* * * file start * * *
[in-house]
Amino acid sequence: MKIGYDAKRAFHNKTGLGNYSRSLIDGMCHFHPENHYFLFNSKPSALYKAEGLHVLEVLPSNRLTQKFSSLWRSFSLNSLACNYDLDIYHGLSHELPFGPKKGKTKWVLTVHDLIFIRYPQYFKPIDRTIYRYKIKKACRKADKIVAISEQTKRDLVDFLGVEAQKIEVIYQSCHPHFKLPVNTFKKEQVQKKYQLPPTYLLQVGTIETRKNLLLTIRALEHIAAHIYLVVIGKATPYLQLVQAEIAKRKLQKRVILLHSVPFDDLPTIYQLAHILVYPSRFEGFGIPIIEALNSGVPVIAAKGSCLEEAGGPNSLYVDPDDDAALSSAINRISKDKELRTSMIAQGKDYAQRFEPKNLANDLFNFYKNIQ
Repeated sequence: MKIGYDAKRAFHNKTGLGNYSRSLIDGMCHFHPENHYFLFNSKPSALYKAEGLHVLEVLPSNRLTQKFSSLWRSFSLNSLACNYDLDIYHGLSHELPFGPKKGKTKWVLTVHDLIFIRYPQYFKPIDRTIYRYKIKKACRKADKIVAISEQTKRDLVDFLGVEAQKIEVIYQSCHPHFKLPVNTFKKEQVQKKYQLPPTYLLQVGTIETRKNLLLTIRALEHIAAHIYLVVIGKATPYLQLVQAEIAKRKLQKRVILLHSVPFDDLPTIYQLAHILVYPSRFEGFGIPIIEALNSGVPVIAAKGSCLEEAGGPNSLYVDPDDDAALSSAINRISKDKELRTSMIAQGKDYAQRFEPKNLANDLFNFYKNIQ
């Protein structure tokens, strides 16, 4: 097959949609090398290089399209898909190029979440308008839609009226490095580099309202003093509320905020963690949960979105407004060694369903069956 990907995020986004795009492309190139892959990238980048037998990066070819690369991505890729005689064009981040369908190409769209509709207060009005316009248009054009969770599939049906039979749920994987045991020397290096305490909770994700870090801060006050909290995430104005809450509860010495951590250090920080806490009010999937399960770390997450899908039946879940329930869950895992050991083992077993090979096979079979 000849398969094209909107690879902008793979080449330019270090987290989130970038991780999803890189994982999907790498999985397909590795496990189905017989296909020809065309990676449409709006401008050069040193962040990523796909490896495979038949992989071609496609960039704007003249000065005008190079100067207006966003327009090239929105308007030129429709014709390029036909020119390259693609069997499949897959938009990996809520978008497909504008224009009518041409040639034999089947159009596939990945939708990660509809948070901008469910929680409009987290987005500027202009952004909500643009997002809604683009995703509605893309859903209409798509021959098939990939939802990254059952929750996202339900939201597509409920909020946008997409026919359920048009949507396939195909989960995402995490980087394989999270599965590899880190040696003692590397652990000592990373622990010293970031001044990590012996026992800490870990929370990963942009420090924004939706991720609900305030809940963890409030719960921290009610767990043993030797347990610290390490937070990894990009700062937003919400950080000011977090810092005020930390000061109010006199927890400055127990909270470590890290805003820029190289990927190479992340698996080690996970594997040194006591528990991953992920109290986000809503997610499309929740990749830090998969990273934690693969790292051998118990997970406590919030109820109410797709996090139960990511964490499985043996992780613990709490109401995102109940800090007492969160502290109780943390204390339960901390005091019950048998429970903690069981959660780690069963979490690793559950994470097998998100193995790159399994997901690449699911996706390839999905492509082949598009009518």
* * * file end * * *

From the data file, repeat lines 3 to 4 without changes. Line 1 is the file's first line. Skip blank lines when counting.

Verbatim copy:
Repeated sequence: MKIGYDAKRAFHNKTGLGNYSRSLIDGMCHFHPENHYFLFNSKPSALYKAEGLHVLEVLPSNRLTQKFSSLWRSFSLNSLACNYDLDIYHGLSHELPFGPKKGKTKWVLTVHDLIFIRYPQYFKPIDRTIYRYKIKKACRKADKIVAISEQTKRDLVDFLGVEAQKIEVIYQSCHPHFKLPVNTFKKEQVQKKYQLPPTYLLQVGTIETRKNLLLTIRALEHIAAHIYLVVIGKATPYLQLVQAEIAKRKLQKRVILLHSVPFDDLPTIYQLAHILVYPSRFEGFGIPIIEALNSGVPVIAAKGSCLEEAGGPNSLYVDPDDDAALSSAINRISKDKELRTSMIAQGKDYAQRFEPKNLANDLFNFYKNIQ
């Protein structure tokens, strides 16, 4: 097959949609090398290089399209898909190029979440308008839609009226490095580099309202003093509320905020963690949960979105407004060694369903069956 990907995020986004795009492309190139892959990238980048037998990066070819690369991505890729005689064009981040369908190409769209509709207060009005316009248009054009969770599939049906039979749920994987045991020397290096305490909770994700870090801060006050909290995430104005809450509860010495951590250090920080806490009010999937399960770390997450899908039946879940329930869950895992050991083992077993090979096979079979 000849398969094209909107690879902008793979080449330019270090987290989130970038991780999803890189994982999907790498999985397909590795496990189905017989296909020809065309990676449409709006401008050069040193962040990523796909490896495979038949992989071609496609960039704007003249000065005008190079100067207006966003327009090239929105308007030129429709014709390029036909020119390259693609069997499949897959938009990996809520978008497909504008224009009518041409040639034999089947159009596939990945939708990660509809948070901008469910929680409009987290987005500027202009952004909500643009997002809604683009995703509605893309859903209409798509021959098939990939939802990254059952929750996202339900939201597509409920909020946008997409026919359920048009949507396939195909989960995402995490980087394989999270599965590899880190040696003692590397652990000592990373622990010293970031001044990590012996026992800490870990929370990963942009420090924004939706991720609900305030809940963890409030719960921290009610767990043993030797347990610290390490937070990894990009700062937003919400950080000011977090810092005020930390000061109010006199927890400055127990909270470590890290805003820029190289990927190479992340698996080690996970594997040194006591528990991953992920109290986000809503997610499309929740990749830090998969990273934690693969790292051998118990997970406590919030109820109410797709996090139960990511964490499985043996992780613990709490109401995102109940800090007492969160502290109780943390204390339960901390005091019950048998429970903690069981959660780690069963979490690793559950994470097998998100193995790159399994997901690449699911996706390839999905492509082949598009009518």